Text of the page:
Ever? Who knows. My crystal ball does not work that well.
And “gain” is a really weird term for rights acquisitions. Generally rights are not gained, they are usually purchased or granted (I guess granted is close to gained).
The last question… Doesn’t have much to do with Vertical, but hey YOLO ASK Vertical. Let’s see Legend of Kamui has been published in Germany (1995), Spain (1992), Brazil (1993), and France (2012). Red Eyes (Akame) was published in Italy (2009). Handbook of Ninja Arts (aka: Kagemaru) was also published in Italy (2012).
Why hasn’t more of his works been translated? I honestly do not know. There may be dozens of reasons why publishers have not tapped this well. However, I hate having to repeat myself, but while there are a few exceptions, classical manga works in English are generally vanity projects and are true true works of love that often lose money, and take a lot of time and effort to produce. Moreover, for older works like this, which were not published by larger publishers, good files might be hard to find, turning a simple translation and lettering job into a bit of an archaeological/anthropological project.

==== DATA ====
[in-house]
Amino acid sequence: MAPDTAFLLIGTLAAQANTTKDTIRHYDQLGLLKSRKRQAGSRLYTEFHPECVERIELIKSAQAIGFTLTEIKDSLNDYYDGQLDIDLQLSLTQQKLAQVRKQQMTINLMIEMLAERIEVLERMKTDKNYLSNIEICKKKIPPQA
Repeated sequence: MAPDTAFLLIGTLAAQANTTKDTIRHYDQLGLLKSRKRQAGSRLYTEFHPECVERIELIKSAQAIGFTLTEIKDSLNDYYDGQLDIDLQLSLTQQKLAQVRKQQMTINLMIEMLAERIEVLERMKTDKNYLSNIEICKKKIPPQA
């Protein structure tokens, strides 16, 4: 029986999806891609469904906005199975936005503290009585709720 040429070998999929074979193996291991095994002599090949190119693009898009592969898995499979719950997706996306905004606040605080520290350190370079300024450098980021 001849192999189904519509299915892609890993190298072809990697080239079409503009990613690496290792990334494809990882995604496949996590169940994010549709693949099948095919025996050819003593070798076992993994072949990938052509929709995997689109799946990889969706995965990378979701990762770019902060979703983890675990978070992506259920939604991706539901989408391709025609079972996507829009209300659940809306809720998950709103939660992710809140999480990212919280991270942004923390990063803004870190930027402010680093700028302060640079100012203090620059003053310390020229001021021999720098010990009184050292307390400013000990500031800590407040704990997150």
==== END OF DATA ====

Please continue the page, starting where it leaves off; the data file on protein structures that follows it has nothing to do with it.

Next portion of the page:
That said, given Sanpei’s place in history and the recent movements by people like manga scholar, gekiga and GARO expert, and respected acquaintance of mine Ryan Holmberg I wouldn’t be surprised if at some point in the future Shirato’s legend will be heard again in English.